Equine-Assisted Therapy at the Equine Experience
Jennifer and Amy hope that the Equine Experience will help them move past tragedies and begin to live better lives. Jennifer's husband of four months, Cody, was riding in a Humvee in Iraq when he was killed by an explosive device. "I feel like I'm just not normal anymore, like no one can even relate," she says.
Amy says she defended herself with a kitchen knife when she was attacked in December 2005. "A man came into my house and sexually assaulted me, and I turned it around and I stabbed him," she says.
As Amy and Jennifer each try to complete the task, they become frustrated when all four hoofs remain firmly on the ground. Amy says she approached the horse with confidence, but it soon melted away. "[I thought], 'I can do this. I mean, come on. I'm strong and independent,'" she says. "But when I got up there right next to the horse, my heart just instantly started racing, and I didn't know where that was coming from."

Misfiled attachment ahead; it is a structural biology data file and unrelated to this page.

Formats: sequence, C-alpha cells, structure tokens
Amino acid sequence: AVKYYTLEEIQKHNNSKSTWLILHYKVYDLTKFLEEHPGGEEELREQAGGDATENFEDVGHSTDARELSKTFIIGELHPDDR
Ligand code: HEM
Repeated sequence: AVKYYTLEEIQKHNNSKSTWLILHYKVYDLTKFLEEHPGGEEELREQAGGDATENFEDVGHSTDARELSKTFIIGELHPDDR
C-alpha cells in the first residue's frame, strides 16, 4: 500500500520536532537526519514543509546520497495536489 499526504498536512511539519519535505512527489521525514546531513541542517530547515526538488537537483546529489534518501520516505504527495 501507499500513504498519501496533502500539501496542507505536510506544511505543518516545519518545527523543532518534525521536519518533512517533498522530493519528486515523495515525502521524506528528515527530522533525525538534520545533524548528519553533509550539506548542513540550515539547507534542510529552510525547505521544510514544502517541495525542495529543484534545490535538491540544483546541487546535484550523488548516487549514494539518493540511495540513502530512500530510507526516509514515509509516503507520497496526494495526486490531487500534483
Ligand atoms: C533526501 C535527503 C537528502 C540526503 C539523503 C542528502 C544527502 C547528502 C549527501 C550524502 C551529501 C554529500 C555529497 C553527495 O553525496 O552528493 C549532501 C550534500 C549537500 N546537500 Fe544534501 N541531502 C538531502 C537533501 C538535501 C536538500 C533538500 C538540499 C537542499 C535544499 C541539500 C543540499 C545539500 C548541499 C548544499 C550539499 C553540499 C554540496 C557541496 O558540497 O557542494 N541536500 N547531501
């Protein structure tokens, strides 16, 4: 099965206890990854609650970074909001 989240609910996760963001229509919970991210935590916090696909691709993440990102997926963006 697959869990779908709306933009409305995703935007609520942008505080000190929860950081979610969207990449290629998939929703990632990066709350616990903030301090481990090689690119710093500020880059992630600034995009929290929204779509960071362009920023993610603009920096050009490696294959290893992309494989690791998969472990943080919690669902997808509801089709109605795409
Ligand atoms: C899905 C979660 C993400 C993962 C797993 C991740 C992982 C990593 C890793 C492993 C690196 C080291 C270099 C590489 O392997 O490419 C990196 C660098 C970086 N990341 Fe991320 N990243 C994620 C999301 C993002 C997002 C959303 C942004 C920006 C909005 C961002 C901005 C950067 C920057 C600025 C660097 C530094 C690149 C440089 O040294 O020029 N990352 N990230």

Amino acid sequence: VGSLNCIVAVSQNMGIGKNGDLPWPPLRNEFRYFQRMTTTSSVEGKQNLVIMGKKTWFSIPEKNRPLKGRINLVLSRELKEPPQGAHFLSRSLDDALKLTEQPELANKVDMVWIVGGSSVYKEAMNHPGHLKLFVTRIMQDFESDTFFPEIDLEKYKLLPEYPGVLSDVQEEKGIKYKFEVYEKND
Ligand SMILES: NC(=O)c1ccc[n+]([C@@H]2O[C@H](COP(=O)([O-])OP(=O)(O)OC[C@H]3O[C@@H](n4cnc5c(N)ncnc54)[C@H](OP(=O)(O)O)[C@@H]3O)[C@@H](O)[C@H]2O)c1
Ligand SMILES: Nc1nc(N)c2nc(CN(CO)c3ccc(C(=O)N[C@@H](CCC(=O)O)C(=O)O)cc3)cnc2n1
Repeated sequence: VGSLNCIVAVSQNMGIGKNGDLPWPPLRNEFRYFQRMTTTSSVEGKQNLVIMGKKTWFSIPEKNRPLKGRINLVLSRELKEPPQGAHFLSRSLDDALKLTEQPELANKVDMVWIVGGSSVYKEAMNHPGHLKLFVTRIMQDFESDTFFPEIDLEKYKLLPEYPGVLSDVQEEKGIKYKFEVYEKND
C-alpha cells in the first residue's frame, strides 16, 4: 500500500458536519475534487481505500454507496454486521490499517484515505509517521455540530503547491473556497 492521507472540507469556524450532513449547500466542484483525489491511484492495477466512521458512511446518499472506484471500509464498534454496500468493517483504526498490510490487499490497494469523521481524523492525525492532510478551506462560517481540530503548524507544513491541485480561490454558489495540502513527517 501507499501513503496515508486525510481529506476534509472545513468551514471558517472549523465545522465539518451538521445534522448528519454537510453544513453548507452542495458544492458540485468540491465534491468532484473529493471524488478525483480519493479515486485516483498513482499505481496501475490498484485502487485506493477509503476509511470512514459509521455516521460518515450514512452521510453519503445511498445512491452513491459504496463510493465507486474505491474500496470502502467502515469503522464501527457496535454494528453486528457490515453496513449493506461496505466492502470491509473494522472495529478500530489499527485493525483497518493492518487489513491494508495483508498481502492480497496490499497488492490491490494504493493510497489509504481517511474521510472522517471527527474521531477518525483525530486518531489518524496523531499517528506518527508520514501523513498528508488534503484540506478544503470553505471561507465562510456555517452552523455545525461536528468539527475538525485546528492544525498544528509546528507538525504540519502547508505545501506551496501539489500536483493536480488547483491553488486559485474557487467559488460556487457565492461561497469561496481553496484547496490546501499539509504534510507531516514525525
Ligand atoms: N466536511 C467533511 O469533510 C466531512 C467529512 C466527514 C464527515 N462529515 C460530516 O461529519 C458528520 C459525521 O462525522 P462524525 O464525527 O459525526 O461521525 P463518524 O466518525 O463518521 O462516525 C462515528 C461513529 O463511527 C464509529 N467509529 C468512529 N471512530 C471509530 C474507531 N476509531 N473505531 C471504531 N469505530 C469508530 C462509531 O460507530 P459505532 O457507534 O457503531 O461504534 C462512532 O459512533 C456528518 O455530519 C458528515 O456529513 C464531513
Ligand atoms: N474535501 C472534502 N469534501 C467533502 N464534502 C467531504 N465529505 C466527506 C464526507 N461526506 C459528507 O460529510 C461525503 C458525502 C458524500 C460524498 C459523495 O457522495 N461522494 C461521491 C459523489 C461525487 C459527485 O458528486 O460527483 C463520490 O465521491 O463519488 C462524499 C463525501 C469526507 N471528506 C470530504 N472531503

Watch as Amy and Jennifer complete the Equine Experience.
"We realized that the horse could feel that we were really scared and upset and angry, and that was how we portrayed [ourselves] to other people, too," Jennifer says.
Finally, once they release their pain and fear, the horse becomes more agreeable. "I think it was Amy that helped me out a lot, because I knew that she was hurting just as bad as I am," Jennifer says. "And when we both did it, the horse did what we needed it to do."